Gamma Induction Using Transcranial Alternating Current Stimulation in Alzeihmer’s Disease
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CitationGarcia, Itza. 2020. Gamma Induction Using Transcranial Alternating Current Stimulation in Alzeihmer’s Disease. Master's thesis, Harvard University Division of Continuing Education.
AbstractThanks to technology and advances in the medical field, our population's lifespan continues to lengthen. As a result, aging related neurodegenerative disorders become more prevalent. Manipulating brain oscillations is a potential solution to cognitive impairments that result from these disorders. This form of manipulation can be accomplished with the use of transcranial alternating current stimulation (tACS). The use of noninvasive stimulation technology to explore brain activity provides greater insight into the role brain oscillations have in cognition, specifically, into the role of gamma oscillations in Alzheimer's Disease (AD) patients. AD is characterized by alterations in inflammatory processes and depositions of proteins like Aβ and tau, as well as alterations in levels of gamma. Recent studies have shown that inducing gamma in mice modulates microglial activities and thus modified the inflammatory processes.
In this study we researched the safety and feasibility of the first in-human study that translates these findings using tACS at 40Hz to induce gamma oscillations through a 10 day period in AD. Using MRI and PET imaging, we were able to optimize the intervention and target regions with greater Aβ accumulation. Fifteen participants were separated into 3 groups with slightly differing stimulation protocols, they all had daily recordings of changes in EEG, cognition, adverse effects, and safety. Gamma induction was compared pre and post stimulation and the results showed that gamma was induced post-stimulation, as well as the possibility of additive effects throughout stimulations. Additionally, N-back tasks results suggest the protocol was beneficial to cognitive processes with improvements to declarative memory and a reduction in the P200 latency in the N-back task, indicating quicker working memory processing. There was a correlation in declarative memory and gamma connectivity in the bi-hemispheric temporal stimulation which indicates that gamma contributes to an improvement in cognitive performance. Overall, there were no noteworthy adverse effects and minimal levels of attrition.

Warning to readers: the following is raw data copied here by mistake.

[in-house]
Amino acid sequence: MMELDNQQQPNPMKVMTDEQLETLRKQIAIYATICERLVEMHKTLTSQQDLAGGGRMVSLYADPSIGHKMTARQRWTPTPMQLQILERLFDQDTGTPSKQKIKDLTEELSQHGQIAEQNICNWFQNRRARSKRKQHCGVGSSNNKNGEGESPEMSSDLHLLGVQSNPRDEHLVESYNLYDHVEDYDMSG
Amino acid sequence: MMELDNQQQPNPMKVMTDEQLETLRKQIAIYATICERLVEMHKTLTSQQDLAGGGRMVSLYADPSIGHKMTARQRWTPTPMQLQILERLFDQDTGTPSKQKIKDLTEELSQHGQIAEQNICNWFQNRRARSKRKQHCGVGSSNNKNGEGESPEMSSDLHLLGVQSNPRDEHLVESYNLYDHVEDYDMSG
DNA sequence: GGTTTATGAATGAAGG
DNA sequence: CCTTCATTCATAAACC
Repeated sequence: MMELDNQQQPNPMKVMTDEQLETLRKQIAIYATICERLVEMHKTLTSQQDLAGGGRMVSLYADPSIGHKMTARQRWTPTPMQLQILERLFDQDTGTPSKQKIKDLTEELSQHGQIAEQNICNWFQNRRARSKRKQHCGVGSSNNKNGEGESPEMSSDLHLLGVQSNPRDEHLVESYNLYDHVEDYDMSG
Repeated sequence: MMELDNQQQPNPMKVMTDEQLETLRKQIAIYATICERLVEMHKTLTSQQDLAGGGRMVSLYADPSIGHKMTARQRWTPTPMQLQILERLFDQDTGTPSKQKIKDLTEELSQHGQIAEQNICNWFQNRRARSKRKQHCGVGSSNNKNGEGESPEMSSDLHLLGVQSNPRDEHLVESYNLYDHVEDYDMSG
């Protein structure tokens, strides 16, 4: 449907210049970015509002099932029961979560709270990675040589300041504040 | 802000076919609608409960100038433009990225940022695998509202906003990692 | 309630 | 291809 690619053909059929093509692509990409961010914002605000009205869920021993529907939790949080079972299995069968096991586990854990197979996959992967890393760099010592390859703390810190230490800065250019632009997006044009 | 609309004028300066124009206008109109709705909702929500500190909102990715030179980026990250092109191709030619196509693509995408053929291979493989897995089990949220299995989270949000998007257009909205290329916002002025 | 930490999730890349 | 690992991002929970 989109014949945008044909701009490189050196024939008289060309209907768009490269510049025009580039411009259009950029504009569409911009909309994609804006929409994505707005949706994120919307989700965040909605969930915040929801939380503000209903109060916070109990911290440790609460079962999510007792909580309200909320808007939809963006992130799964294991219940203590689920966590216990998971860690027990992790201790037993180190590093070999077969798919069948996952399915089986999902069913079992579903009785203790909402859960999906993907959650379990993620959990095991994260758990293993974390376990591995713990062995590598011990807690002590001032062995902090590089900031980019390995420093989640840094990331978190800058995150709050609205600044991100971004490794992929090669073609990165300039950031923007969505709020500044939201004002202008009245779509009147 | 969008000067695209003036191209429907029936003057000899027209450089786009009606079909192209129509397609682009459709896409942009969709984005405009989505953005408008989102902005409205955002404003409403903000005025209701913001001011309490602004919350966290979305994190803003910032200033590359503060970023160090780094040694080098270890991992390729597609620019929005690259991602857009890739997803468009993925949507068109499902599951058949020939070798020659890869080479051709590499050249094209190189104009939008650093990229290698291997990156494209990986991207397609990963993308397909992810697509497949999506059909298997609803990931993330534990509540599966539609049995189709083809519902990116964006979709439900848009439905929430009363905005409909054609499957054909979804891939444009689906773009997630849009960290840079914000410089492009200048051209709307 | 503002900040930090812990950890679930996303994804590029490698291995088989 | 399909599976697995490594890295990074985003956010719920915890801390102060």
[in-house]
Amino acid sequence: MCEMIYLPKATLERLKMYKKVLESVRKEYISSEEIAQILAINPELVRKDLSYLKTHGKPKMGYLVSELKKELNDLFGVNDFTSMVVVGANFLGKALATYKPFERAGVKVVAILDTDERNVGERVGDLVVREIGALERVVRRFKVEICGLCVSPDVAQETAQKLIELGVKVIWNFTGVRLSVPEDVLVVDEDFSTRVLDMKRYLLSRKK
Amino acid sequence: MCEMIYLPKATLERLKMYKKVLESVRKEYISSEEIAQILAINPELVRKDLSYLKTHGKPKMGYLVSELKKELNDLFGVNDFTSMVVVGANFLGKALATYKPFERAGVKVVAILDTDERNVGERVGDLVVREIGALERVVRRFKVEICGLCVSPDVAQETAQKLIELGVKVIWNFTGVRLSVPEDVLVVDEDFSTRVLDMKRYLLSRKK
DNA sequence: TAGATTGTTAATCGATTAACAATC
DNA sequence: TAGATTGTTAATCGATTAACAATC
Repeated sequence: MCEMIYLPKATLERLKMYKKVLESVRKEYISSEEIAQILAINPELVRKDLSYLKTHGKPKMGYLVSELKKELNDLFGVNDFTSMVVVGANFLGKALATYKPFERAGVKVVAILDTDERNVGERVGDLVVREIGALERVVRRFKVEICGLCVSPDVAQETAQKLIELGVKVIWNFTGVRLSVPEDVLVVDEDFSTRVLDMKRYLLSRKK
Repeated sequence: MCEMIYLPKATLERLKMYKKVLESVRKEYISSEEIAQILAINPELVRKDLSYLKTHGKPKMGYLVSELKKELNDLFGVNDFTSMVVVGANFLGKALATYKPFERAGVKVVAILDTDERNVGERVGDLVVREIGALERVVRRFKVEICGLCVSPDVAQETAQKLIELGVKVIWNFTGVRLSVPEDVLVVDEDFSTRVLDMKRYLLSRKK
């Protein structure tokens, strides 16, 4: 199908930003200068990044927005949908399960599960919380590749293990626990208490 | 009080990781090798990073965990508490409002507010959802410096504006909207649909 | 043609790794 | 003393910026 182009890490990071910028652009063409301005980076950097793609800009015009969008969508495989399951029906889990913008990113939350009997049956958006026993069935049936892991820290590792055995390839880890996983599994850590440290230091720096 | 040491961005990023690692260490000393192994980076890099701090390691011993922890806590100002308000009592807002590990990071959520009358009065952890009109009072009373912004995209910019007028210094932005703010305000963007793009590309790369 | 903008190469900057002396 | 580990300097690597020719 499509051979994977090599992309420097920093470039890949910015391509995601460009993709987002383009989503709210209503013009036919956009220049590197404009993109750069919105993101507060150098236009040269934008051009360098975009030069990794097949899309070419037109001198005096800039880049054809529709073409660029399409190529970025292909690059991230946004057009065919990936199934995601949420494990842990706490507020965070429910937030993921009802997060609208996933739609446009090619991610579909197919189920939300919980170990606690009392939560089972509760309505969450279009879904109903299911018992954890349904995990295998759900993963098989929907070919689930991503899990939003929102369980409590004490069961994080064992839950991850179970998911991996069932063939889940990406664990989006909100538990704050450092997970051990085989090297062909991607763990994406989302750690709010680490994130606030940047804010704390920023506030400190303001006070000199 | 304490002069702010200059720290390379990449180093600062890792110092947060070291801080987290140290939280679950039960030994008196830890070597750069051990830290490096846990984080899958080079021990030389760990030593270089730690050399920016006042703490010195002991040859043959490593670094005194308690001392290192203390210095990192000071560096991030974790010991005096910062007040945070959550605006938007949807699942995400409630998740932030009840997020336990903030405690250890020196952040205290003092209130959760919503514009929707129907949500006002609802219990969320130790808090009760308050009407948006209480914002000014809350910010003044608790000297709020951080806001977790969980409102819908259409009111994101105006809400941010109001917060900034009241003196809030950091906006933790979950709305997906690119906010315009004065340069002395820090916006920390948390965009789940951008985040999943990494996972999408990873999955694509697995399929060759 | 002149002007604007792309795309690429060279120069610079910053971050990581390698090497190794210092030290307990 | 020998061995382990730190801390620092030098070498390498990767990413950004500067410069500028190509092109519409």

Citable link to this pagehttps://nrs.harvard.edu/URN-3:HUL.INSTREPOS:37367608
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